Rope Cutter tests

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Marin

Scraping Paint
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I'm taking the liberty of posting prop shaft rope cutter test results from a comparison test conducted by Motor Boat Monthly, a UK magazine. The results I've copied were posted to the T&T list by Roger Bingham, but I thought people on this forum who don't get T&T might be interested. The results do not recommend brands so much as cutter types and configurations. However the video shows which brands were used.

Another T&T poster who is a diver pointed out that all of the test materials were fed into the prop from the direction of what would have been the bow of the boat. He stated that in his experience diving on boats to disentangle stuff from props, line cutters rarely work if a boat backs into a line because the line encounters the prop and wraps around it before it gets to the cutter.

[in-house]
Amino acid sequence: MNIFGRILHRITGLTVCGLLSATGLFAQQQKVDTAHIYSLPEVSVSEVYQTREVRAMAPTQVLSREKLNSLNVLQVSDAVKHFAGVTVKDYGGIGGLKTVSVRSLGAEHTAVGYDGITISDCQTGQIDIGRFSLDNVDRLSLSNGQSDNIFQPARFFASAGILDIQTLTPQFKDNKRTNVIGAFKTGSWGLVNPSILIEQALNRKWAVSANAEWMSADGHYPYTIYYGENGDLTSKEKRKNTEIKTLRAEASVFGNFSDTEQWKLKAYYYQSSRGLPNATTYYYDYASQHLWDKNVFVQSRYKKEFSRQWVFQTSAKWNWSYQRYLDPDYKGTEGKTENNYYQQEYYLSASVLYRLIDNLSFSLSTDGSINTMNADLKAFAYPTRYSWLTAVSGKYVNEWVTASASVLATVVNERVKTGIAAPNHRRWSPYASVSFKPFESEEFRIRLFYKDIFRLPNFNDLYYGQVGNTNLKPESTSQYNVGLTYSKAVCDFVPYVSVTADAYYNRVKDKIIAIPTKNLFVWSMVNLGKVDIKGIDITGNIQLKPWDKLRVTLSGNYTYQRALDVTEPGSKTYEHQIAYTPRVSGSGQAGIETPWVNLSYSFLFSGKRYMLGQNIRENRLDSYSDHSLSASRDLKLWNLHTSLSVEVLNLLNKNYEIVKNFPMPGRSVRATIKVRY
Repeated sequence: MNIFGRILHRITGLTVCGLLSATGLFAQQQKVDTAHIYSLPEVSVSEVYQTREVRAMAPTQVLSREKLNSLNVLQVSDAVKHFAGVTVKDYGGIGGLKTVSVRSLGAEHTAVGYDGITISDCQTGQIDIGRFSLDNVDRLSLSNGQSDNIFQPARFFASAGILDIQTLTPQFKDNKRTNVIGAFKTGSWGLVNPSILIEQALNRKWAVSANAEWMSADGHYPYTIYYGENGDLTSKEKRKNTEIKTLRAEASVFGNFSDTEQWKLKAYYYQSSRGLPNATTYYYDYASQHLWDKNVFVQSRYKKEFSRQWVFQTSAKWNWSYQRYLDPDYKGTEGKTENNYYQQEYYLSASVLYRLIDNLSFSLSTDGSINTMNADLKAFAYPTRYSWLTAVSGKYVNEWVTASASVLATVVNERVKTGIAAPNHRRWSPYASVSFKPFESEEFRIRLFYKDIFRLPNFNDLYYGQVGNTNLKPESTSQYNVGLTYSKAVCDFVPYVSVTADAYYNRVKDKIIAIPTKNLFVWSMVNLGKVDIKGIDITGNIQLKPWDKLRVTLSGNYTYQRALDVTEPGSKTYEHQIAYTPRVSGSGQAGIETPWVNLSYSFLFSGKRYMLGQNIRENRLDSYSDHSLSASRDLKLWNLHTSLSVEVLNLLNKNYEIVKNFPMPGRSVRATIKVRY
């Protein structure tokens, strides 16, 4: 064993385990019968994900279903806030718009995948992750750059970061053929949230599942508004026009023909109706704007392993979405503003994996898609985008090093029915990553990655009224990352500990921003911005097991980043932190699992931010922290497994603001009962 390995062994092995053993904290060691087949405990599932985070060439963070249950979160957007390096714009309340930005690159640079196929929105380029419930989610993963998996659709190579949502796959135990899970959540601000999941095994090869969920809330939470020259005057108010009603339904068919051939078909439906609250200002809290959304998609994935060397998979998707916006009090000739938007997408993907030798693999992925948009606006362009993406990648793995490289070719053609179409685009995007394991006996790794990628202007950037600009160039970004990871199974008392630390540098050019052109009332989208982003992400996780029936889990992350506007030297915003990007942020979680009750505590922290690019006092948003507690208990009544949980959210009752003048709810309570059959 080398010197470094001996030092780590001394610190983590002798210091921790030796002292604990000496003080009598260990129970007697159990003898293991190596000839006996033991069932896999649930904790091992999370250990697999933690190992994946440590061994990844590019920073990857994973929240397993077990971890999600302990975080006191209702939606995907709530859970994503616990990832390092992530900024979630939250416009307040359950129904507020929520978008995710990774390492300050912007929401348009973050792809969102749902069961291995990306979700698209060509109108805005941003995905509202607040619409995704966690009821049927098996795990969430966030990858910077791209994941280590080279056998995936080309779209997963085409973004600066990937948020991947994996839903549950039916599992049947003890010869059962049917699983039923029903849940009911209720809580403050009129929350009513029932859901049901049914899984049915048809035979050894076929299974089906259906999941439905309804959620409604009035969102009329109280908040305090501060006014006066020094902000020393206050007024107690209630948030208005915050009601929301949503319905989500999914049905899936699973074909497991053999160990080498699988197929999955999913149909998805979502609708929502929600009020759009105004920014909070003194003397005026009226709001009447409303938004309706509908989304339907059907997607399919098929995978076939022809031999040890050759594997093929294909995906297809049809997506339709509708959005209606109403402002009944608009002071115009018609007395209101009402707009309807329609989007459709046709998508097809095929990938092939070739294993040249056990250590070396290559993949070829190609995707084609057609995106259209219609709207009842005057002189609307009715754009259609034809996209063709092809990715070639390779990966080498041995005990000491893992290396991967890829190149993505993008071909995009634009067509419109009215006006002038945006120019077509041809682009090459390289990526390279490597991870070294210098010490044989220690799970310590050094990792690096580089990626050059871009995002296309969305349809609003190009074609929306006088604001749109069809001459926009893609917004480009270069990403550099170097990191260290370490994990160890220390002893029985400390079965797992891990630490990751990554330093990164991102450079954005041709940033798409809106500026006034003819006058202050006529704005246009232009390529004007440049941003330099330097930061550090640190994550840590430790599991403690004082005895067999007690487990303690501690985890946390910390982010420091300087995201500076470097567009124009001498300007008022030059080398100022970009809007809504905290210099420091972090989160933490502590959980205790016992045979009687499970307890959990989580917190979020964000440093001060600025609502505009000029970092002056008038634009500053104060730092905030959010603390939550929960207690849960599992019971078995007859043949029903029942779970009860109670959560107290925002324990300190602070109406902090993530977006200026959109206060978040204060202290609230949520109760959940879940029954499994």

Here is the bulk of Roger's post:

_________________________

The testing rig was a reversible electric motor driving a standard shaft &
prop with standard P bracket.

Too see which brands were tested and the visual results of the tests see the
video below-

http://www.mbmclub.com/mbm/video/tested/rope-cutters.html


Test material:-
<pre>Three strand polypropylene in 8mm, 12mm & 25mm dia
Three strand and braided polyester in 15mm & 25mm dia
Three strand nylon in 15mm dia
Netting in monofilament, 3mm nylon and 4mm polypropylene (1m x 2m rectangle)
Heavy duty polytarp sheeting in 1m x 2m rectangles
Copper cable 10sq mm
Galvanised steel wire 1.5mm dia


The testers concluded that any rope cutter will bring a definite safety
benefit.

All the cutters tested quickly cut through most of the debris ie ropes, nets
and copper & steel wire.

The scissor types had the edge coping with everything including polytarp and
cable.

The disc cutters were good but were sometimes defeated by the polytarp and
cable. These cutters could potentially have the same problem with weed on a
river.

The clamp-on disc cutters are much easier to fit.

The R&D cutter benefits from its tapered leading edge which shrouds the
exposed shaft.

Scissor types are more expensive.</pre>Roger Bingham

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-- Edited by Marin at 18:21, 2009-01-17
 
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